with a sign ‘Cossack patrol’ and several camouflaged men inside. Later
on, Akhmedov’s wife reported that policemen were forcing one of their
relatives to bear testimony that Akhmedov was involved in illegal arms
and drugs trade. Probably, the police was trying to put forward a
‘version’ of the conflict on a purely criminal ground and thus avoid
investigation of racist motives of the assault. Anyway, the criminals
were not found.

On 15 September, a group of youngsters beat up retailers and customers
who did not look like Russians at the bazaar in the town Nizhnebakanski
(the Krymsk district). On 2 December, Anvar Poltsykharadze urged his
salary from the owner of the house he was building in the settlement
Kholmski (the Abinsk district); instead of getting his money his was
severely beaten by a group of men. In the aftermath, the local hospital
refused any medical care to him; the local Meskhetian leader had to
interfere to make the hospital admit Anvar. Fortunately, on 15 December
Anvar and his family left for the U.S. 

On 18 December, a group of young people attacked the discotheque in the
settlement Kubanskaya (the Apsheronsk district) and beat up the people
looking like Turks as well as those who tried to defend them including
two girls. The young people were not locals; they came up in a few cars,
were shorthaired and were keeping baseball bats. Totally, 35 people were
beaten up; the criminals promised to come again the next day. On 19
December, they came back, but no one attended the discotheque. The
criminals started to search the streets, chased and injured three
Meskhetian Turks. 

A local leader of Khemshils (Khemshils are a Moslem group from South
Georgia deported alongside Meskhetians to Central Asia), Abdamit
Salih-oglu reported that he had called the police around 9.30 p.m. and
midnight, but no one had come. The precinct officer and the Apsheronsk
district inspector on ethnic affairs visited A.Salih-oglu the next day
and recorded the information. Since that day the discotheque did not
take place, later on the policemen blamed Salih-oglu for false
communication. 

On 26 December, two sisters – 26 and 19 years old – were shot dead in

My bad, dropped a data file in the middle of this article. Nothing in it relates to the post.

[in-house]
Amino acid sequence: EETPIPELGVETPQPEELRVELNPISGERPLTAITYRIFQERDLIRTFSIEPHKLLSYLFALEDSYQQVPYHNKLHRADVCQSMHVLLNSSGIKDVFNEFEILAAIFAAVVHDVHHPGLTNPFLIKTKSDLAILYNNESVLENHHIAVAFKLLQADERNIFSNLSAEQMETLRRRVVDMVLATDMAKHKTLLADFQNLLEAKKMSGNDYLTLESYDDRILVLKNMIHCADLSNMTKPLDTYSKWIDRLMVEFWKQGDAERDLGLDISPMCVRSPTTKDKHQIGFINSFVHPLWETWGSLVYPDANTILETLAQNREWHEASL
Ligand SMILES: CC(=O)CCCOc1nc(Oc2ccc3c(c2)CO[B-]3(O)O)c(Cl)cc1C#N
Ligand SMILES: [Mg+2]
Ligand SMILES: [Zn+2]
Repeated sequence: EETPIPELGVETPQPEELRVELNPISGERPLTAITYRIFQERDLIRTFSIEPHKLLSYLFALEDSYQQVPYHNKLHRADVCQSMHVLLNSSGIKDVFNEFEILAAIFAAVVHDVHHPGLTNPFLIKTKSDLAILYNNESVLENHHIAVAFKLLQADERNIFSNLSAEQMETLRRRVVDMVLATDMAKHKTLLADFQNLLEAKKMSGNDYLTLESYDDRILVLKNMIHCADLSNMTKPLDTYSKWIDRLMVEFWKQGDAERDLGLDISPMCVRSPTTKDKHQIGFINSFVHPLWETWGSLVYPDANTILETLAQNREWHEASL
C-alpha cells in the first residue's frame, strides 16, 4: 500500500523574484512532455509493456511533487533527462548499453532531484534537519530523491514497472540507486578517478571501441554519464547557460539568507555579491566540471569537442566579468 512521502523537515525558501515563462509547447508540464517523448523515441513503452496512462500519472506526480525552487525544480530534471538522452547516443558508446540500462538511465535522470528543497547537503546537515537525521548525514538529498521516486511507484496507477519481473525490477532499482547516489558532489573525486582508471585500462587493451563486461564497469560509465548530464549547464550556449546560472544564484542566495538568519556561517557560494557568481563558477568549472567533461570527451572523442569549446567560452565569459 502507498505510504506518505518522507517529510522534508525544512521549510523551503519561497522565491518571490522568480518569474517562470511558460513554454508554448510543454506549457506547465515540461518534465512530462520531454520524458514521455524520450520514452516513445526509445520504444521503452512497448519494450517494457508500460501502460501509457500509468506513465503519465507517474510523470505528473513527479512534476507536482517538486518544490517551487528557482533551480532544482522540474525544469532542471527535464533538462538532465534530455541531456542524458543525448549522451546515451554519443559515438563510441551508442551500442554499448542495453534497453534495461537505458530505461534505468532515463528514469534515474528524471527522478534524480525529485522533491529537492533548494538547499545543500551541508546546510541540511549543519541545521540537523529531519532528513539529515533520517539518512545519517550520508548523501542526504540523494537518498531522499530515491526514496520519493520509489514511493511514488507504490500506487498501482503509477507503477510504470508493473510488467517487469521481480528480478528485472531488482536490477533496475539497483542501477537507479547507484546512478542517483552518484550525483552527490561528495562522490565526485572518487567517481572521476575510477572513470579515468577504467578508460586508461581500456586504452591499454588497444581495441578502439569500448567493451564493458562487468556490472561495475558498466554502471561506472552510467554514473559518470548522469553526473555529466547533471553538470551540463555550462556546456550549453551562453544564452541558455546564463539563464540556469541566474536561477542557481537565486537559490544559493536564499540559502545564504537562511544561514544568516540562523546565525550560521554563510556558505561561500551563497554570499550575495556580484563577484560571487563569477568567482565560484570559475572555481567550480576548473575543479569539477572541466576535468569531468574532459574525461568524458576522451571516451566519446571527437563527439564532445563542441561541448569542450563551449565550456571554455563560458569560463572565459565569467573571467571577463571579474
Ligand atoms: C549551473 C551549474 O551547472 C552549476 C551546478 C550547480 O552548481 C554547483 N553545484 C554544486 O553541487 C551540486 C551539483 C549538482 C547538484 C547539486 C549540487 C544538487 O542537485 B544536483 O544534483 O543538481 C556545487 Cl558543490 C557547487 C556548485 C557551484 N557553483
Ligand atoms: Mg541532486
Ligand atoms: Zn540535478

village Russkoye (the Krymsk district). Their family participated in the
resettlement. The police detained the suspect, a 57-old neighbour of the
victims. The public prosecutor of the Krymsk district N.Pupyrin denied
that the murder had been committed on the motives of racist hatred.
Meanwhile, the victims’ mother and sister had a different opinion. They
told that the neighbour came up to their home about 8.00 p.m. and wanted
to see their brother Nariman, who was absent at that moment. The
neighbour said then: 'Why did you come? You all guests here! Who did
invite you here? I will shoot you all! I will shoot all Turks here!’
Then he took the hunting rifle hidden under his coat and fired twice;
Nargila and Narmina were killed, their mother and elder sister Leyla
escaped. 

 
Official abuses and harassment against Meskhetians
 
Throughout 2004, the regional authorities were making pressure on the
Meskhetians Turks. The forms remained the same: unlawful detentions,
extortions of money, confiscation of personal identity papers, and fines
for the absence of registration in Krasnodar Krai. 

In January-February, September and December, the regional immigration
inspection together with the police patrol service made house-by-house
checks of the Turkish houses in Abinsk and Krymsk districts and imposed
fines up to 1000 roubles (35 USD) on those who had no local
registration. In the meantime, Turks are denied residence registration